Many consumer demographics, including Boomers, desire recyclability across purchasing segments, Yokoi said. Millennial shoppers tend to also consider ingredients, purchasing products that have “clean” ingredients. And Gen Z, Yokoi said, is “much stricter.”

“We start to see folks who are starting to consider that for something to truly be sustainable, that it should also be ethical,” Yokoi said.

Roberts, who occasionally buys ready-to-eat packaged bread or potato chips, said she looks for brands that are mindful of packaging and inclusivity, and if she has to buy something in plastic, she’ll try to buy a large size.

“A lot of times when you get vinegar it comes in a huge plastic bottles. I can use that for so many different things,” like pickling vegetables and DIY cleaner,” she said. “Instead of buying five different items, I just bought one,” she said. “So even though it is plastic, I’m still reducing my waste because I am using one product versus five.” 

With beauty products, she looks for ones that are packaged in glass or are refillable. For her hair, she uses shampoo and conditioner bars. “It definitely takes more work,” she said of the shampoos, and for the conditioner, she segments her hair and conditions piece by piece. 

For makeup, her favorites include Elate Cosmetics, Kjaer Weis and Salt New York. Roberts said she still has a hard time finding sunscreen that works on her skin tone, doesn’t leave a white cast and isn’t packaged in plastic. Currently, she’s using a product from Cocokind, which is packaged in sugarcane packaging. “It’s still not perfect,” she said. 

In addition to checking on a company’s sustainability efforts, Roberts will also investigate who is making the products, their ingredients, if workers are paid fairly and if they are casting diverse models when making purchasing decisions.

“If we want everyone to be sustainable, everyone needs to be represented,” she said. “When I was younger, there were the Greenpeace people … and the guy was like, ‘oh, don’t you want to save the polar bears?’ I’m from the South Side of Chicago so my response to him was like, ‘I mean, there’s people down the street that don’t have food to eat.’”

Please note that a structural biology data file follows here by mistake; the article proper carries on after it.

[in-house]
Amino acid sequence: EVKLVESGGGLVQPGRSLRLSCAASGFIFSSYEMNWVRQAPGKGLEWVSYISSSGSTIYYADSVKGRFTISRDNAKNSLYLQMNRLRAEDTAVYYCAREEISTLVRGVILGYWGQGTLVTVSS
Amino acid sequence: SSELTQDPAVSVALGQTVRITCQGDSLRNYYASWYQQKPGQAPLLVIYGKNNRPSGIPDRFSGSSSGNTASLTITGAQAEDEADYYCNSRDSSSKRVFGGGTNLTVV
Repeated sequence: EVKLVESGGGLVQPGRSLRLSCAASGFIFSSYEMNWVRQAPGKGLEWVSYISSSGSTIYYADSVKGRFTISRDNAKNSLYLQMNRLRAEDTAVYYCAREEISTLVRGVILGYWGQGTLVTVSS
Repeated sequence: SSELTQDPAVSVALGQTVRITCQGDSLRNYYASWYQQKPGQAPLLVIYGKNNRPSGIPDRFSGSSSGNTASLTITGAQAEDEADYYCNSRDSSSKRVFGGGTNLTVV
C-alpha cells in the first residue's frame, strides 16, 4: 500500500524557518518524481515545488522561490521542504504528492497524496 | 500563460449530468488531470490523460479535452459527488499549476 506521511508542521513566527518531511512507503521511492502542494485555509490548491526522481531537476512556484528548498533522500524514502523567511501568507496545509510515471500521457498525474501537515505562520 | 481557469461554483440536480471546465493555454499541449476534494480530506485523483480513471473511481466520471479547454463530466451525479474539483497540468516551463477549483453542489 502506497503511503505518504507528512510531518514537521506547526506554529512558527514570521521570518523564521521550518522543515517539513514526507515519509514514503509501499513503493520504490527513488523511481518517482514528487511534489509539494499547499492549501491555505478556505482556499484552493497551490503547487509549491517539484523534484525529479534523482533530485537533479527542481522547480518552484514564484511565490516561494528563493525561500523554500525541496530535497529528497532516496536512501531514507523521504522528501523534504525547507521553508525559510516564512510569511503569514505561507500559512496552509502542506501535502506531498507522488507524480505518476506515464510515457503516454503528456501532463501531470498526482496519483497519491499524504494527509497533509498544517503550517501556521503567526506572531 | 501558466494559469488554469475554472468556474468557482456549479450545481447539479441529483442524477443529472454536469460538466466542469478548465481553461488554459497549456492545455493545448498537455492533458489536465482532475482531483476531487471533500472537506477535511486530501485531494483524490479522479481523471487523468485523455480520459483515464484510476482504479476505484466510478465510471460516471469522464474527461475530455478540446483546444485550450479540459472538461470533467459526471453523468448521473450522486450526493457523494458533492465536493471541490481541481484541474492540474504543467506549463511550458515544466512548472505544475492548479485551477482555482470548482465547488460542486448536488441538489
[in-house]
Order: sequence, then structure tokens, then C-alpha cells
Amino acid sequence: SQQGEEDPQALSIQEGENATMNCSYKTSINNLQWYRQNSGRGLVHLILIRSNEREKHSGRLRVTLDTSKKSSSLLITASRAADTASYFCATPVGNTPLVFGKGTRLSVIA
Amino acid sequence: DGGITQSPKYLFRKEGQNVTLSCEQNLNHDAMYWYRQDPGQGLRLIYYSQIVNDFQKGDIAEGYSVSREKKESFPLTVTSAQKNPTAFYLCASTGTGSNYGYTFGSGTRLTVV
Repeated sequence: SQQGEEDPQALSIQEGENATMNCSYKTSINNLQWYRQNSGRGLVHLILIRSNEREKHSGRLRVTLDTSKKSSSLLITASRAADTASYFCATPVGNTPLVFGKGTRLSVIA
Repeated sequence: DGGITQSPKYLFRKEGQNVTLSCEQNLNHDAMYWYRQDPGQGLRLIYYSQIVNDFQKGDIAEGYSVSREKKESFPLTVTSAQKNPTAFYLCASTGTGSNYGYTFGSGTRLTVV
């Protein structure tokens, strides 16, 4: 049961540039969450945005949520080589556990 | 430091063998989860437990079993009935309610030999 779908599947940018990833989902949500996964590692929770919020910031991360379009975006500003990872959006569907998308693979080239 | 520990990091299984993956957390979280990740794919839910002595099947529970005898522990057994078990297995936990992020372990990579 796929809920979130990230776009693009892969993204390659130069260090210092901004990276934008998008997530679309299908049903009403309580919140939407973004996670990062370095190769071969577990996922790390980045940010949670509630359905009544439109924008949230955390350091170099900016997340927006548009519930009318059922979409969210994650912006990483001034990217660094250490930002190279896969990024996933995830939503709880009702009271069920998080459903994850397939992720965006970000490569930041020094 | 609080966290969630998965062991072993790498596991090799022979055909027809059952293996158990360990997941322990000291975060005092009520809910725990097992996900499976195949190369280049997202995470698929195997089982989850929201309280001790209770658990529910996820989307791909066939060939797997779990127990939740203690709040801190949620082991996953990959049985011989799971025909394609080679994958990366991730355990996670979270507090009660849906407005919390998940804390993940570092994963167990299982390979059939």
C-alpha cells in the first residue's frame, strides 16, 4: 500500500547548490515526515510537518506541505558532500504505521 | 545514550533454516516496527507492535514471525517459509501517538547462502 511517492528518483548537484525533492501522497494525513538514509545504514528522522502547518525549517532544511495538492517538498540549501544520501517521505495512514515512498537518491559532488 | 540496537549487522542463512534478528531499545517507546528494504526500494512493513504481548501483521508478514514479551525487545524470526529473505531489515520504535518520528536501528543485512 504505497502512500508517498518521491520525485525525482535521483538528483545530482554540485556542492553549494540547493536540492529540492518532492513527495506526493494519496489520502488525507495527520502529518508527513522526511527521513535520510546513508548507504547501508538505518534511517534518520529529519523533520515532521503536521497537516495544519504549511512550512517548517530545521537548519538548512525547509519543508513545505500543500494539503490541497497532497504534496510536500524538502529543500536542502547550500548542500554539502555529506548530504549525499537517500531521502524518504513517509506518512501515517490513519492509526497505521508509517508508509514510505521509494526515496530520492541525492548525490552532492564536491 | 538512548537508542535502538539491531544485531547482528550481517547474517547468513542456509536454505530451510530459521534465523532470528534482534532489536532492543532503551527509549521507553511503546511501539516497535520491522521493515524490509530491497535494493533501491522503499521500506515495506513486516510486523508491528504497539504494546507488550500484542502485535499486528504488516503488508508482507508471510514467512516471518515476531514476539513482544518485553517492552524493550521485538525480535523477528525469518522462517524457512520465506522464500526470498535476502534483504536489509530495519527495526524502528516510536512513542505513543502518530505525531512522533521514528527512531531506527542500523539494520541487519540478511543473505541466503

Sometimes there is a “disconnect,” she said. “It’s really important to create products that are accessible.” She gave Dial, the soap brand of which she is a partner, as an example. The brand recently launched concentrated refills that can be recycled via Terracycle for less than $5. 

Outside of beauty, Roberts has swapped Ziploc bags for Stasher bags, and has a compost bin she keeps in her freezer to stave off mold and smells. 

“You realize when you’re putting things in a compost bin how much food waste you’re actually producing,” Roberts said. “Your average person thinks,  ‘when you put food in the trash or landfill it disintegrates,’ but it doesn’t because it requires a certain level of oxygen and all these things in order to actually biodegrade.” 

For clothing, she’ll shop secondhand, including from The RealReal, but generally isn’t a big clothes buyer. “Clothing that comes in the individual plastic bags drives me crazy,” she said.

“Even the products that are Clean at Sephora or whatever, still most of them come in plastic,” Roberts said, noting that she prefers brands that think about “the end of life of the product.” 

She advises her mostly Millennial female followers: “Stop buying stuff you don’t need.”

“What are the things you can say no to, even if it’s going to Sephora and they’re like, ‘do you want a free sample?’ It’s like, no, I don’t want the single-use plastic things that are going to end up in the trash,” she said.